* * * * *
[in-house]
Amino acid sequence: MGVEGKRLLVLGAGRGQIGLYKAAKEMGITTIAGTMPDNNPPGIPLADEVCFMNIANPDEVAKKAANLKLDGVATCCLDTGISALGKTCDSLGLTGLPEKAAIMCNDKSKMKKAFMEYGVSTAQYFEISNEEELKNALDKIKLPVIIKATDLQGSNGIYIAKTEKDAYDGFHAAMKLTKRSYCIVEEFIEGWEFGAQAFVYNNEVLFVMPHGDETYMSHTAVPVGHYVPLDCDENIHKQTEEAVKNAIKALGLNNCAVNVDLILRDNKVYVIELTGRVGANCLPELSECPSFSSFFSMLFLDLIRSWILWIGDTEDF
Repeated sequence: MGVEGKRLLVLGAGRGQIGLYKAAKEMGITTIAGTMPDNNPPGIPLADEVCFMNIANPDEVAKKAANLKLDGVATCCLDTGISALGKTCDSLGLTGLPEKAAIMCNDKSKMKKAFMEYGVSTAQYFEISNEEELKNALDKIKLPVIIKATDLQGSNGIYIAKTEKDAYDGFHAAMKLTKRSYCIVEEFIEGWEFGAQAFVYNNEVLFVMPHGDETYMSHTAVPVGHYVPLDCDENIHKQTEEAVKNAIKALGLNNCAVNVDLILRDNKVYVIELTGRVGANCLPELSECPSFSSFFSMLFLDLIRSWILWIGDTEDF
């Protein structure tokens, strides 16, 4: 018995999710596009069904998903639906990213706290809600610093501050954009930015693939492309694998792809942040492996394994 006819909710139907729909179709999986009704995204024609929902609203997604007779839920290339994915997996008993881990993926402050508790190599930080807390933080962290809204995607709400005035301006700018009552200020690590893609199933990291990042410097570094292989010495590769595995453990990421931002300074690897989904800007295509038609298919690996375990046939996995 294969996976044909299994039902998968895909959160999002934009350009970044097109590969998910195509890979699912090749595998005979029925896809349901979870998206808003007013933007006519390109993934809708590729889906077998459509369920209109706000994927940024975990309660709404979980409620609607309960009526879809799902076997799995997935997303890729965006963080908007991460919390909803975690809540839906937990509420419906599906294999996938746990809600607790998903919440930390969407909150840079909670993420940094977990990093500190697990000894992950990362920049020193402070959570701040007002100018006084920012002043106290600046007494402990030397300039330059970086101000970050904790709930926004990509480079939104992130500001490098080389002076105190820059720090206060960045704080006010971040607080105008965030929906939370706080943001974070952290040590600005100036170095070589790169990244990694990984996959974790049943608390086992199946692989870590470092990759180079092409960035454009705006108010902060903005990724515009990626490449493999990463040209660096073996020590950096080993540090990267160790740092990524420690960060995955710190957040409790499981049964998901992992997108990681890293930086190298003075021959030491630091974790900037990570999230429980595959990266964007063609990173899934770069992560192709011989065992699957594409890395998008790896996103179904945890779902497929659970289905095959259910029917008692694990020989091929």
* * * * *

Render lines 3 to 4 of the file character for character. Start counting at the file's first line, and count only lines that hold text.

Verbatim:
Repeated sequence: MGVEGKRLLVLGAGRGQIGLYKAAKEMGITTIAGTMPDNNPPGIPLADEVCFMNIANPDEVAKKAANLKLDGVATCCLDTGISALGKTCDSLGLTGLPEKAAIMCNDKSKMKKAFMEYGVSTAQYFEISNEEELKNALDKIKLPVIIKATDLQGSNGIYIAKTEKDAYDGFHAAMKLTKRSYCIVEEFIEGWEFGAQAFVYNNEVLFVMPHGDETYMSHTAVPVGHYVPLDCDENIHKQTEEAVKNAIKALGLNNCAVNVDLILRDNKVYVIELTGRVGANCLPELSECPSFSSFFSMLFLDLIRSWILWIGDTEDF
């Protein structure tokens, strides 16, 4: 018995999710596009069904998903639906990213706290809600610093501050954009930015693939492309694998792809942040492996394994 006819909710139907729909179709999986009704995204024609929902609203997604007779839920290339994915997996008993881990993926402050508790190599930080807390933080962290809204995607709400005035301006700018009552200020690590893609199933990291990042410097570094292989010495590769595995453990990421931002300074690897989904800007295509038609298919690996375990046939996995 294969996976044909299994039902998968895909959160999002934009350009970044097109590969998910195509890979699912090749595998005979029925896809349901979870998206808003007013933007006519390109993934809708590729889906077998459509369920209109706000994927940024975990309660709404979980409620609607309960009526879809799902076997799995997935997303890729965006963080908007991460919390909803975690809540839906937990509420419906599906294999996938746990809600607790998903919440930390969407909150840079909670993420940094977990990093500190697990000894992950990362920049020193402070959570701040007002100018006084920012002043106290600046007494402990030397300039330059970086101000970050904790709930926004990509480079939104992130500001490098080389002076105190820059720090206060960045704080006010971040607080105008965030929906939370706080943001974070952290040590600005100036170095070589790169990244990694990984996959974790049943608390086992199946692989870590470092990759180079092409960035454009705006108010902060903005990724515009990626490449493999990463040209660096073996020590950096080993540090990267160790740092990524420690960060995955710190957040409790499981049964998901992992997108990681890293930086190298003075021959030491630091974790900037990570999230429980595959990266964007063609990173899934770069992560192709011989065992699957594409890395998008790896996103179904945890779902497929659970289905095959259910029917008692694990020989091929």